"When I finally started walking without crutches, and met the team before the tour of Bangladesh, I felt like I was alive again," he recounted with palpable emotion. "That I was connecting with the world again. In those two months, I had not even seen the dining room [of my house]. I feel the period after the injury is very tough for any player, and you need great mental strength to overcome it."

Shami also spoke about the "achcha [good] feel" that came with reconnecting with cricket in any way possible, be it seeking out doctors for inputs or resuming light running and training. Despite being named in the 30-member preparatory camp ahead of the South Africa series, Shami was eventually deemed not fit enough to play. He continued to work on his rehabilitation and eventually found a place in Bengal's squad for the Vijay Hazare Trophy where he picked up three wickets in two games and followed it up with five wickets in two Syed Mushtaq Ali T20 matches.

"I had not played for a long time and the entire team was playing, so I was missing it a lot. It was very important for me to get back my rhythm and play a few matches," Shami said. "I wanted to start from where I had left off before my injury. I was feeling comfortable as I was able to bowl with the same pace, and hit the same line and length."

India captain MS Dhoni indicated that Shami was part of his plans for the World T20, and said he would look to manage his workload carefully during the Australia series. "Shami has been a very good bowler for us, especially if you see the period before he got injured," Dhoni said. "He has been equally effective for us with the new ball, in the middle overs and in the death. He has been quite consistent in his performance, and has worked really hard during his rehab. It will be interesting to see how he shapes up."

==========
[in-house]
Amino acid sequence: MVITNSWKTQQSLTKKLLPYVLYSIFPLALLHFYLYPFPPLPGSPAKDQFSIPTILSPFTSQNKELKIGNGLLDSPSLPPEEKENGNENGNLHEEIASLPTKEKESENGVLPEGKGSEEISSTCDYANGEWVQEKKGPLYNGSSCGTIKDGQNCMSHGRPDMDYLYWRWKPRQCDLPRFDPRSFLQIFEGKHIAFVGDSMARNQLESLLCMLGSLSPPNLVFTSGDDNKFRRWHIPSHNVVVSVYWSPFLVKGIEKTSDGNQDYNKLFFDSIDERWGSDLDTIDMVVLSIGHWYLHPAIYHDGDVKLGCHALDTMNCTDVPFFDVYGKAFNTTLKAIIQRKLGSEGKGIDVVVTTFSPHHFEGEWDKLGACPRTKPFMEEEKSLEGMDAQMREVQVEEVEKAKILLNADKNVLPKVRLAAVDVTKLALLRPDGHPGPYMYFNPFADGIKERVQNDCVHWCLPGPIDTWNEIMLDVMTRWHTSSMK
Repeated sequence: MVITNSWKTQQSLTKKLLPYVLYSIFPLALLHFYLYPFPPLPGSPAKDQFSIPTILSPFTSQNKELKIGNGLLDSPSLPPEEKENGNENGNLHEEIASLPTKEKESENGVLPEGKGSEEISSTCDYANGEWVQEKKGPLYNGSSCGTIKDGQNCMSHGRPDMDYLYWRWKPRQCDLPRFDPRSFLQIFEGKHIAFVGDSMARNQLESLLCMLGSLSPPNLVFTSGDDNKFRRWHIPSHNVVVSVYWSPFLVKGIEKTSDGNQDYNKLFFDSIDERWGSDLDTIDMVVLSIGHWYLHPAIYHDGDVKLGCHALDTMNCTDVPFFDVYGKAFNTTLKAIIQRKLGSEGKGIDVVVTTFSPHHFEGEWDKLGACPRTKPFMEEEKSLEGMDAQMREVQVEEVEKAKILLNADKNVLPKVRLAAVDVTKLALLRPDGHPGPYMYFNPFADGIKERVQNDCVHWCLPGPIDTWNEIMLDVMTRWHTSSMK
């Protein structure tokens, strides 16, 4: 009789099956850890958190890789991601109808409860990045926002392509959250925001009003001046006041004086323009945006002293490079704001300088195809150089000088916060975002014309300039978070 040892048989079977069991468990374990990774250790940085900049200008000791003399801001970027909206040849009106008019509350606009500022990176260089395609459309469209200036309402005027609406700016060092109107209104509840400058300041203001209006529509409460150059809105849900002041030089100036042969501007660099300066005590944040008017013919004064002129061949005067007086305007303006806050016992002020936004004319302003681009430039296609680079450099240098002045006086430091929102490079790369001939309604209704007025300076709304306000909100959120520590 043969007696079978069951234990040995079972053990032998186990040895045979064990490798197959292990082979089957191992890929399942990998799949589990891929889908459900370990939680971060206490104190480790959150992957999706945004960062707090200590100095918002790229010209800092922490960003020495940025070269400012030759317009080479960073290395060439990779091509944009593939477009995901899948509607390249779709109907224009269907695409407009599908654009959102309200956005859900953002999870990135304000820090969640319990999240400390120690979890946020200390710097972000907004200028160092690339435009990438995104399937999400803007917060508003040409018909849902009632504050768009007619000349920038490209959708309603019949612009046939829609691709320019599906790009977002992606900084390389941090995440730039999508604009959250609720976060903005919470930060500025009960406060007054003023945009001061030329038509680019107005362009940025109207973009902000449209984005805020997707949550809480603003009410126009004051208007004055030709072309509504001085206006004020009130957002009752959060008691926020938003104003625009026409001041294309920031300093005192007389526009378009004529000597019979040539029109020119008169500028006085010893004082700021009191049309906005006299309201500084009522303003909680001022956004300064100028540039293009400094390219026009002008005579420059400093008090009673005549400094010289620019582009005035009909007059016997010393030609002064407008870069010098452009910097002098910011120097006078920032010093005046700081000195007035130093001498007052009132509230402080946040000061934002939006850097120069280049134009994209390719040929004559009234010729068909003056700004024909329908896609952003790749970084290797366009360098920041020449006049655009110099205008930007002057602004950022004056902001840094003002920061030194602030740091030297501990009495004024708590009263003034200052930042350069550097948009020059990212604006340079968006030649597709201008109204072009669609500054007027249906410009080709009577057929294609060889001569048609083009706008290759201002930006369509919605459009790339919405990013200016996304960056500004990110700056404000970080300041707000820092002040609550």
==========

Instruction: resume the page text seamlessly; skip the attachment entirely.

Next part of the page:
Shami, though, had by the end of the press conference returned to his prankster avatar, and was sharing a laugh with Umesh while still fidgeting with his tie. Shami was asked if he was comfortable wearing a suit and tie. "Bilkul [of course]," he replied before attracting Umesh's attention. "Bhaiya pooch rahen he ki mujhe suit pehan na achcha lagta hai [he is asking me if I like wearing a suit]," he told Umesh. "Hum toh is mein bilkul gentleman lagte hain [I look like a gentleman in this attire]."

Arun Venugopal is a correspondent at ESPNcricinfo

Comments have now been closed for this article

  • Adam on January 8, 2016, 8:21 GMT

    Couldn't care less about India vs Aussie. Had enough. Bring on the Kiwis or Saffa's please.

  • sabarinath on January 8, 2016, 4:08 GMT